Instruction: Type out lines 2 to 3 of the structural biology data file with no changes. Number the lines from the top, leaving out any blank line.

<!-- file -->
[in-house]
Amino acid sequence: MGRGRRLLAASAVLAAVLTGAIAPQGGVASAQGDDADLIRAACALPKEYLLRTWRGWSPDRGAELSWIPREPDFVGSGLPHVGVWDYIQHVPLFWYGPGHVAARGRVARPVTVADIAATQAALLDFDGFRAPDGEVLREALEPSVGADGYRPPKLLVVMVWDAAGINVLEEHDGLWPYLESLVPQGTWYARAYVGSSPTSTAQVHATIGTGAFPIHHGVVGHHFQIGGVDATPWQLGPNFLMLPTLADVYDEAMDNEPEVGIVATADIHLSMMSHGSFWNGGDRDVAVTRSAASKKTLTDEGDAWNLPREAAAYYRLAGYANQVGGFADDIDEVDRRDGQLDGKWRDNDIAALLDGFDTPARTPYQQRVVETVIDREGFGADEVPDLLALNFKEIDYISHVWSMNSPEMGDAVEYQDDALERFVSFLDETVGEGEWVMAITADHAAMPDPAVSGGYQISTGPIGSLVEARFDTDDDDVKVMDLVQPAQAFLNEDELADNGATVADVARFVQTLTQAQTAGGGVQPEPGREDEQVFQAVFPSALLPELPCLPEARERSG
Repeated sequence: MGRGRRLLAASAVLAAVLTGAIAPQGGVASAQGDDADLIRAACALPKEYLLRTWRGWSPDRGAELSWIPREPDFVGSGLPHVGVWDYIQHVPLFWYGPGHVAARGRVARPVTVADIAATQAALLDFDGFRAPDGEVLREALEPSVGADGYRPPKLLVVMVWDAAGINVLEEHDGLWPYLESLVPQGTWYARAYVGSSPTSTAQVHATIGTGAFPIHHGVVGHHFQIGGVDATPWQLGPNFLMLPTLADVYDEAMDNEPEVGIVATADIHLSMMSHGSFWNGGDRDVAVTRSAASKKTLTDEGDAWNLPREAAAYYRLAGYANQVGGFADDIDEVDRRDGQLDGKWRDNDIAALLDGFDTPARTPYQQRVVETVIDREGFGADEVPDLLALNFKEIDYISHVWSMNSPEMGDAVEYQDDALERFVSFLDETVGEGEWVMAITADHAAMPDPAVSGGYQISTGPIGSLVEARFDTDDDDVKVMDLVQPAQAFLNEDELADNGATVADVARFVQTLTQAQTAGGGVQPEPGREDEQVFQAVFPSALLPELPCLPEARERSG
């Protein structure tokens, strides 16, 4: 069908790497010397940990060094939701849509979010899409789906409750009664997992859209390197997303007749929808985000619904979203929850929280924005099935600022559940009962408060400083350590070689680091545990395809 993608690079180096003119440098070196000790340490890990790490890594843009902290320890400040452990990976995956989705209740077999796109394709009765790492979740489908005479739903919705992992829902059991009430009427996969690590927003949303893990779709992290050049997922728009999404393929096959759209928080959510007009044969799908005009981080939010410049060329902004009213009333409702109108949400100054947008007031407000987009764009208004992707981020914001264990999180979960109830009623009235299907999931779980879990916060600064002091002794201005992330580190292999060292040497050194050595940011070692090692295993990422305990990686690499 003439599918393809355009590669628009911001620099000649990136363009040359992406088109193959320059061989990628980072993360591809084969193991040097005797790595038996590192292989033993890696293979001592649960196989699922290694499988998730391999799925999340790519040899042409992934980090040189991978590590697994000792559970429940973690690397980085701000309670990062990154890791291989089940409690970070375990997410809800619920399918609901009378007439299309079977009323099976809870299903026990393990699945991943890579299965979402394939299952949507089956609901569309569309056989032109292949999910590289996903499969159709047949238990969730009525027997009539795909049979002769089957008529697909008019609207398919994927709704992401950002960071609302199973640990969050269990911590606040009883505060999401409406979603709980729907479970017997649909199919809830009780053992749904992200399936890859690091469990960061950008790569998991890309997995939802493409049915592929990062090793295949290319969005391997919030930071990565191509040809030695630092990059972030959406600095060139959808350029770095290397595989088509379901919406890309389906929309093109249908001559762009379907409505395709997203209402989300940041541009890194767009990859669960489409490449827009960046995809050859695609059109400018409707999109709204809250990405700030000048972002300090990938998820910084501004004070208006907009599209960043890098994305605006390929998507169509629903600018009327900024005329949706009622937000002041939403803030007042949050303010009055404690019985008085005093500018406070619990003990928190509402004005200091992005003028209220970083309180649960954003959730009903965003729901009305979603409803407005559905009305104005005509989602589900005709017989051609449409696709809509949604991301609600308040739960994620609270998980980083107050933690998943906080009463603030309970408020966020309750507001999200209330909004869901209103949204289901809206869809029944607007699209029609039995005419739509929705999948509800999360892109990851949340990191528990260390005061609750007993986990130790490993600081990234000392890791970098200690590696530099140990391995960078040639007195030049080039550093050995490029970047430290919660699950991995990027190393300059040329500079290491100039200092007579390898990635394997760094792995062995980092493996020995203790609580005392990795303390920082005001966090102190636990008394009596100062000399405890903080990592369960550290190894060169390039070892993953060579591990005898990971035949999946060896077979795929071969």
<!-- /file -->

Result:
Amino acid sequence: MGRGRRLLAASAVLAAVLTGAIAPQGGVASAQGDDADLIRAACALPKEYLLRTWRGWSPDRGAELSWIPREPDFVGSGLPHVGVWDYIQHVPLFWYGPGHVAARGRVARPVTVADIAATQAALLDFDGFRAPDGEVLREALEPSVGADGYRPPKLLVVMVWDAAGINVLEEHDGLWPYLESLVPQGTWYARAYVGSSPTSTAQVHATIGTGAFPIHHGVVGHHFQIGGVDATPWQLGPNFLMLPTLADVYDEAMDNEPEVGIVATADIHLSMMSHGSFWNGGDRDVAVTRSAASKKTLTDEGDAWNLPREAAAYYRLAGYANQVGGFADDIDEVDRRDGQLDGKWRDNDIAALLDGFDTPARTPYQQRVVETVIDREGFGADEVPDLLALNFKEIDYISHVWSMNSPEMGDAVEYQDDALERFVSFLDETVGEGEWVMAITADHAAMPDPAVSGGYQISTGPIGSLVEARFDTDDDDVKVMDLVQPAQAFLNEDELADNGATVADVARFVQTLTQAQTAGGGVQPEPGREDEQVFQAVFPSALLPELPCLPEARERSG
Repeated sequence: MGRGRRLLAASAVLAAVLTGAIAPQGGVASAQGDDADLIRAACALPKEYLLRTWRGWSPDRGAELSWIPREPDFVGSGLPHVGVWDYIQHVPLFWYGPGHVAARGRVARPVTVADIAATQAALLDFDGFRAPDGEVLREALEPSVGADGYRPPKLLVVMVWDAAGINVLEEHDGLWPYLESLVPQGTWYARAYVGSSPTSTAQVHATIGTGAFPIHHGVVGHHFQIGGVDATPWQLGPNFLMLPTLADVYDEAMDNEPEVGIVATADIHLSMMSHGSFWNGGDRDVAVTRSAASKKTLTDEGDAWNLPREAAAYYRLAGYANQVGGFADDIDEVDRRDGQLDGKWRDNDIAALLDGFDTPARTPYQQRVVETVIDREGFGADEVPDLLALNFKEIDYISHVWSMNSPEMGDAVEYQDDALERFVSFLDETVGEGEWVMAITADHAAMPDPAVSGGYQISTGPIGSLVEARFDTDDDDVKVMDLVQPAQAFLNEDELADNGATVADVARFVQTLTQAQTAGGGVQPEPGREDEQVFQAVFPSALLPELPCLPEARERSG